20+ Cool Cooking Hacks I Learned at a High-End Culinary School

I love spending time in the kitchen, but I was never going to become a professional chef. However, I did want to cook tasty and beautiful dishes, try more new recipes, and learn some cool kitchen hacks from real cooking masters. I read books, watched tutorials from famous chefs, and ended up attending high-end cooking classes.

There are many benefits to taking different workshops and cooking classes. You’ll not only learn to cook, but chefs will also show you hundreds of tricks. Now, I can share the many cooking hacks that I learned during these classes. And at the end of the article, I’ll reveal the secret to a successful dinner party.

  • Oats aren’t the only healthy option for a lazy breakfast. If you add 2 cups of water to a cup of buckwheat and leave it to soak overnight, buckwheat will swell and become edible while still being raw. You’ll just have to add any products that you love to enhance the taste, like milk, berries, nuts, cinnamon, or cardamom.
  • If you want to make aromatic oils with fresh herbs, first, soak the herbs in vinegar for a couple of hours before adding them to the oil. This way you’ll kill the bacteria and the herbs won’t start to rot over time.
  • If you need some lemon zest, but you don’t know how to use the rest of the lemon, make lemon curd. It’s a light custard with lemon juice that goes well with toast and pancakes and is used as a filling for pastries.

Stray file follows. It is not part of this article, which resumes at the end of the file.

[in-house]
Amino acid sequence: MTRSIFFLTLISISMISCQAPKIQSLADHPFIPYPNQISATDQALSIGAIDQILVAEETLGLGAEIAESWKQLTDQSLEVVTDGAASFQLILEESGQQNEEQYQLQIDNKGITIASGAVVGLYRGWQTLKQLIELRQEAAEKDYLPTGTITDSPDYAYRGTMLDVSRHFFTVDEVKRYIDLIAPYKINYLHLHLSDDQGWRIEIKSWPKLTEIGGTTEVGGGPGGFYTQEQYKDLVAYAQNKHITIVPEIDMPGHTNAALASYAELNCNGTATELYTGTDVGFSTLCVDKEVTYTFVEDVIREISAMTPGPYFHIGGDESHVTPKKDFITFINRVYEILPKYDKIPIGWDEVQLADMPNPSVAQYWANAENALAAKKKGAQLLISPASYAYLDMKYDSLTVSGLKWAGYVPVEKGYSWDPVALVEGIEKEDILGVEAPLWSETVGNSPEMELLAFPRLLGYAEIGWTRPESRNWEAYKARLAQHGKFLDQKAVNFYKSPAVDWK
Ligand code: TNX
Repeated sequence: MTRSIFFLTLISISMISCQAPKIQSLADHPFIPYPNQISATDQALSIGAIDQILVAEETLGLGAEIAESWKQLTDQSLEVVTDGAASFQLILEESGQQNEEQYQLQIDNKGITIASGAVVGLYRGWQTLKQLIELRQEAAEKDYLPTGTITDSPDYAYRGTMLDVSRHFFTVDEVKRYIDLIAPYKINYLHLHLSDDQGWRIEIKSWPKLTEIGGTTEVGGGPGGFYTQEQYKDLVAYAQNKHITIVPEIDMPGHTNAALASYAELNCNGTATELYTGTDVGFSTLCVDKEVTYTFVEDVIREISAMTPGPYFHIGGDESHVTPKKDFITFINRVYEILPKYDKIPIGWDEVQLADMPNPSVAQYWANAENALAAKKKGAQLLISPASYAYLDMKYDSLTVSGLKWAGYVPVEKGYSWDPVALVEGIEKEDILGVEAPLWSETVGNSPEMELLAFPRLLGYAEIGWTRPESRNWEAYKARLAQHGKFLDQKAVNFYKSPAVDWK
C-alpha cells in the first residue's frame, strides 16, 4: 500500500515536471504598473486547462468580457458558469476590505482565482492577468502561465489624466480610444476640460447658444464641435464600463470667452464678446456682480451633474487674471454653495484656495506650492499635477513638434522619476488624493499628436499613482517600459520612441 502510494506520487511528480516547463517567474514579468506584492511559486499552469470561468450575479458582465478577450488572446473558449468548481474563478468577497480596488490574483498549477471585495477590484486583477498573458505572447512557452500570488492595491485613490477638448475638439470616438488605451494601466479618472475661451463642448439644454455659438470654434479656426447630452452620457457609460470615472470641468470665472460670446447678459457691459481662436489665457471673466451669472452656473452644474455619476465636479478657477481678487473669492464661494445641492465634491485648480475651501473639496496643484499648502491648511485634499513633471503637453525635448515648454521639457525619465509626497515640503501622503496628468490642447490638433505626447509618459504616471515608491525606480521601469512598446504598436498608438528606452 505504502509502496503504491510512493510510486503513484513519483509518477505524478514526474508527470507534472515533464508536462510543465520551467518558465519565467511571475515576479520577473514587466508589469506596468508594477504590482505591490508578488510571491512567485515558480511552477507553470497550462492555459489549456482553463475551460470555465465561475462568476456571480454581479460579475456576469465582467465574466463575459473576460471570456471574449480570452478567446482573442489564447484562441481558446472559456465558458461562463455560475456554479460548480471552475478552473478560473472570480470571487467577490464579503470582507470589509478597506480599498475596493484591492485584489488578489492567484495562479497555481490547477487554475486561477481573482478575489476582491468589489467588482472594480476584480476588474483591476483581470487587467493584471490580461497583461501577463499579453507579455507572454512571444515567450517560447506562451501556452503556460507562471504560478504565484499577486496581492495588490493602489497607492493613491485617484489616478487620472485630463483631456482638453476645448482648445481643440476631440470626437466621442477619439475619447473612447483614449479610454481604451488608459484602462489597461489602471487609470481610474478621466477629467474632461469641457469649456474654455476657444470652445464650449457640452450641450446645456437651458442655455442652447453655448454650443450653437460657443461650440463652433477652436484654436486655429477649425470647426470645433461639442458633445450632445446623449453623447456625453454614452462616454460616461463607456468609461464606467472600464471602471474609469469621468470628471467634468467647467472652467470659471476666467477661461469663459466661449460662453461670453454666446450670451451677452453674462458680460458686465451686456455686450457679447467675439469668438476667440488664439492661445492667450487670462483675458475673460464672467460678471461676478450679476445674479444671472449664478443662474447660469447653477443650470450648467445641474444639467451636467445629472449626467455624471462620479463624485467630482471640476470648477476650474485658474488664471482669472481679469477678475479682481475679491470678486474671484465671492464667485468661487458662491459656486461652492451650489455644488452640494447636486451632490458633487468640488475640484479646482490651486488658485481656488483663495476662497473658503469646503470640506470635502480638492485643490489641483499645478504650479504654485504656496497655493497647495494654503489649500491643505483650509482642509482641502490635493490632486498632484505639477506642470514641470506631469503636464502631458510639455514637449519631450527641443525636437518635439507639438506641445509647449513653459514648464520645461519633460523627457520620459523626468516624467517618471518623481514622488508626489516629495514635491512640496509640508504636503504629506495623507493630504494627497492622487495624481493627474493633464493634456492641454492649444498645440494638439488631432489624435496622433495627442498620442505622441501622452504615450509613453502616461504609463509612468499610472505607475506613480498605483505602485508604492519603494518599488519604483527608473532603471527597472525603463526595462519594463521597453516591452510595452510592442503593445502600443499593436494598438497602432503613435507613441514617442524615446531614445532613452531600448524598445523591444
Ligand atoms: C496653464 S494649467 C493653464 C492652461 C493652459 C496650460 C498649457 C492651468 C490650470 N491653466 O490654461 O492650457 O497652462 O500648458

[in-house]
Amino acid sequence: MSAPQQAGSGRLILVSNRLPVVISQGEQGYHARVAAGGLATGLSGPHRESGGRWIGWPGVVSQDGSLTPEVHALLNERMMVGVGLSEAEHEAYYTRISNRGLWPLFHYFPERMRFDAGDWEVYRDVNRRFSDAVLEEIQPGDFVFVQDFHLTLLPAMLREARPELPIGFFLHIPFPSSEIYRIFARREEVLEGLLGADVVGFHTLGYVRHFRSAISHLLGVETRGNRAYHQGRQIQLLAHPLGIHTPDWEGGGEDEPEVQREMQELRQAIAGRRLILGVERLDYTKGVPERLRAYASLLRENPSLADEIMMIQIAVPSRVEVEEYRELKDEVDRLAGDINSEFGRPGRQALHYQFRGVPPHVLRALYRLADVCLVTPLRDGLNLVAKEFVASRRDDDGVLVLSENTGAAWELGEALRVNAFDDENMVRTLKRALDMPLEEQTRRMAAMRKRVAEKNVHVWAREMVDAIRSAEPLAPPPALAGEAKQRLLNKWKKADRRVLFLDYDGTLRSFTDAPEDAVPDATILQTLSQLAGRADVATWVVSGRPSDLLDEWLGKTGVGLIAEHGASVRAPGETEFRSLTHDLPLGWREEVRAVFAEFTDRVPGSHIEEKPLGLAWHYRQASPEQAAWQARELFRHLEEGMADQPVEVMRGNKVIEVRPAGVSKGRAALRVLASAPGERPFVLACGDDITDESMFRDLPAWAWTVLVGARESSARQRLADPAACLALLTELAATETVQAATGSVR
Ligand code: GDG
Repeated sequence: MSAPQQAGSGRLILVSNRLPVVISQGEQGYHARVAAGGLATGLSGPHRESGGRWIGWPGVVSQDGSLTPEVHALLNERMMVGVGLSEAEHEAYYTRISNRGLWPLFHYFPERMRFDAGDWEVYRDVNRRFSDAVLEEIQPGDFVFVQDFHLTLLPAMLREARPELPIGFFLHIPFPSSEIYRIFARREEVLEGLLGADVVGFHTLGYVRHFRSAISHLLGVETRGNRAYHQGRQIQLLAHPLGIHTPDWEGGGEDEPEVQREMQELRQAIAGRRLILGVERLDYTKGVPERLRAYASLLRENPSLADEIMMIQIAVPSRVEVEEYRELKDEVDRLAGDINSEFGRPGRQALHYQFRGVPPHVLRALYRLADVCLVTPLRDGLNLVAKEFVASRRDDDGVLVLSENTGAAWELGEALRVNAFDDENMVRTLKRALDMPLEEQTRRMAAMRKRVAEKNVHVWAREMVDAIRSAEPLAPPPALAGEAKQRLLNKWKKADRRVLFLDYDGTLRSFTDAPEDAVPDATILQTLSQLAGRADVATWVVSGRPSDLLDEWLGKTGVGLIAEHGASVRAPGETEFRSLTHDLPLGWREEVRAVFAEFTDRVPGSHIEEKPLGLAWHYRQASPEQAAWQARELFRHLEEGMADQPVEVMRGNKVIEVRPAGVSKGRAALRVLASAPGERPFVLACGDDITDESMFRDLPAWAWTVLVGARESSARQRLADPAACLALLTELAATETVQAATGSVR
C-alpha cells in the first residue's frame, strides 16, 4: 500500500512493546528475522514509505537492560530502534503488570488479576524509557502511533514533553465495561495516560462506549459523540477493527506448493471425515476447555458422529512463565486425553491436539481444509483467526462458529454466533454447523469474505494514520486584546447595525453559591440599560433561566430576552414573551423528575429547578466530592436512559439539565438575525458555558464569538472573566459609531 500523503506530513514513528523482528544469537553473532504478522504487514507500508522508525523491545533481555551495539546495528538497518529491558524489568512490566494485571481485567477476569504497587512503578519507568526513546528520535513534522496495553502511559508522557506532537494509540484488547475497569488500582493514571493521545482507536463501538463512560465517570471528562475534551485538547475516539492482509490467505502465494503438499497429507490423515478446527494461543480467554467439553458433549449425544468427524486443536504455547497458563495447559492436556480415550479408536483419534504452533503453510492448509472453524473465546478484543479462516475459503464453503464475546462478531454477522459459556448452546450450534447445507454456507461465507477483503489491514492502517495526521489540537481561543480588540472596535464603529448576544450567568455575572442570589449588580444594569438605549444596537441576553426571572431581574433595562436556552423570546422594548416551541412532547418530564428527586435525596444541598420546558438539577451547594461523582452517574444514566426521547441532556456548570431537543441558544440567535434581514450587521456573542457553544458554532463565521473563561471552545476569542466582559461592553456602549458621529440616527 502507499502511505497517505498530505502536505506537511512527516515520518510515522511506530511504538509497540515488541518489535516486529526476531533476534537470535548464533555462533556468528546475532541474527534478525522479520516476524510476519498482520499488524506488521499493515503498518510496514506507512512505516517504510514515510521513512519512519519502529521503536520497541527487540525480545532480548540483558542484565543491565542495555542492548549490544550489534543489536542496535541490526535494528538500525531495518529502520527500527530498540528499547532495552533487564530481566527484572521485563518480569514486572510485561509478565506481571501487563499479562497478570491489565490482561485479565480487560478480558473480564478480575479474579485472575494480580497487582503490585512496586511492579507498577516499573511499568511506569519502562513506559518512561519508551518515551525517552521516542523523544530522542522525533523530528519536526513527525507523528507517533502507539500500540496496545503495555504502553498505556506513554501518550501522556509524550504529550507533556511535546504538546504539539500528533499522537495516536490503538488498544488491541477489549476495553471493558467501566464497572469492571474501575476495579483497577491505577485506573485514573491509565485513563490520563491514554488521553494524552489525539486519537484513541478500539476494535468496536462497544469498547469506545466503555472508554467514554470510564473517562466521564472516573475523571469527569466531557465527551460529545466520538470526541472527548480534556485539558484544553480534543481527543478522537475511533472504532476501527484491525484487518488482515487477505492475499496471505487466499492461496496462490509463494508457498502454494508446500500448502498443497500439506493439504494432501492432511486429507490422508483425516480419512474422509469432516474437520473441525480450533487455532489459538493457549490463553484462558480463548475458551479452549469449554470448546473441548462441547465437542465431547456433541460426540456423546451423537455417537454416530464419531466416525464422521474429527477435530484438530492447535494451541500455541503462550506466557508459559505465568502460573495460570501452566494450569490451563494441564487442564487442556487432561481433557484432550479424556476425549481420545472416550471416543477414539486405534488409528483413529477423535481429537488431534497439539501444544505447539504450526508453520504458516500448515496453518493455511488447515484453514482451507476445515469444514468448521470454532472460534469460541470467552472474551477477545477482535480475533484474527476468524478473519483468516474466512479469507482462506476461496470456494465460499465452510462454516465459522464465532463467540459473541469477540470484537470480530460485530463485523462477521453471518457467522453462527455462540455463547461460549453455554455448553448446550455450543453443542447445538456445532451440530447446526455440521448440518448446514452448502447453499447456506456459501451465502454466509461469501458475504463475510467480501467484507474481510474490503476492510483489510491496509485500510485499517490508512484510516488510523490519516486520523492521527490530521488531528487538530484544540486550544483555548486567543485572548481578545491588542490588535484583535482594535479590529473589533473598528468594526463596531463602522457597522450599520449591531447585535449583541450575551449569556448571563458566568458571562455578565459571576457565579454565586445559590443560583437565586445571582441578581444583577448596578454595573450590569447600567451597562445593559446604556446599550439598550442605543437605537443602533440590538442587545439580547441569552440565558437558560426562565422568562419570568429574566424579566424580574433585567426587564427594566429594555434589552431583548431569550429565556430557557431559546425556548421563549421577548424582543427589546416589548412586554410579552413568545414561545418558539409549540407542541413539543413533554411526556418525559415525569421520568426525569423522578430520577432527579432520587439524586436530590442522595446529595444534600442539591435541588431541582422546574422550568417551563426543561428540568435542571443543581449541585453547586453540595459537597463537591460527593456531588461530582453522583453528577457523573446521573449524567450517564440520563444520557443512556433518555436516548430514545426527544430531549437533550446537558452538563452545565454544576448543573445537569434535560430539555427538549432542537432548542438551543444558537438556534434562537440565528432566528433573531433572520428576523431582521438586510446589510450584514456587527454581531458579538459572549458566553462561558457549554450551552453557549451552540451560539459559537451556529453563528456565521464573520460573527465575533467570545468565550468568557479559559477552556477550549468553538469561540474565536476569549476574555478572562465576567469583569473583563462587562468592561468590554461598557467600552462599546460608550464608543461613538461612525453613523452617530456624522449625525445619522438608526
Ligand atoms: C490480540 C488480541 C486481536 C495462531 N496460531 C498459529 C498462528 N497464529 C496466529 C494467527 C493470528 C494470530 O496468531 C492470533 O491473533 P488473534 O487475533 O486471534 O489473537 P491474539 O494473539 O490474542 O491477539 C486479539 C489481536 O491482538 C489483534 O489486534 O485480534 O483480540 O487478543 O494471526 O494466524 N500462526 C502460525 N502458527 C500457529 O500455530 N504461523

• To make cottage cheese pancakes more fluffy, you just need to push the cottage cheese through a fine sieve. If you want to move to the next level, replace the wheat flour with rice flour. In this case, the pancakes will keep their shape better, have fewer calories, and come out with a delicious golden crust.

20+ Cool Cooking Hacks I Learned at a High-End Culinary School

  • To make the meat in homemade dumplings juicier, add a little gelled broth to the minced meat. This is a hack from Japanese cuisine, and it works perfectly with different kinds of dumplings.
  • One of the biggest revelations for me was the fact you shouldn’t put meat in cold water if you’re making a broth. The juices that the meat releases in the cold water coagulate when the water boils (because this is animal protein) and, as a result, they will float on top of the water’s surface, creating a very unappealing foam. To make a transparent and healthy broth, put the meat in the water when the water temperature is about 140°F. You can tell that the water is hot enough when you see the first small bubbles start to appear.
  • Breadcrumbs aren’t your only option when you want to bread meat. You can also use oats, corn grits, and potato chips. You’ll need to coarsely crush these ingredients before covering the meat in them, but be careful and don’t turn them into dust.
  • If you’re going to bread fish, red meat, or chicken, leave the chopped meat out for a little while before covering it with the product. This way, the crumbs will stick to it better. Then wait a little bit before frying it to let the coating set too.
  • To make juicy and low-fat meatballs, replace a part of the minced meat with high-quality cottage cheese. There’s no need to put any bread in these meatballs.

20+ Cool Cooking Hacks I Learned at a High-End Culinary School

  • In order to not have to bother with picking out the citrus zest from a fine grater, put plastic wrap on top of it, and only after that, start to grate. When you’re done, just peel off the wrap and remove the leftover zest from it. This trick can also be used when you need to grate cheese.
  • Plastic wrap helps store food, but sometimes it becomes crumpled and sticks to your hands. Just keep the film in the refrigerator, and this won’t happen anymore.
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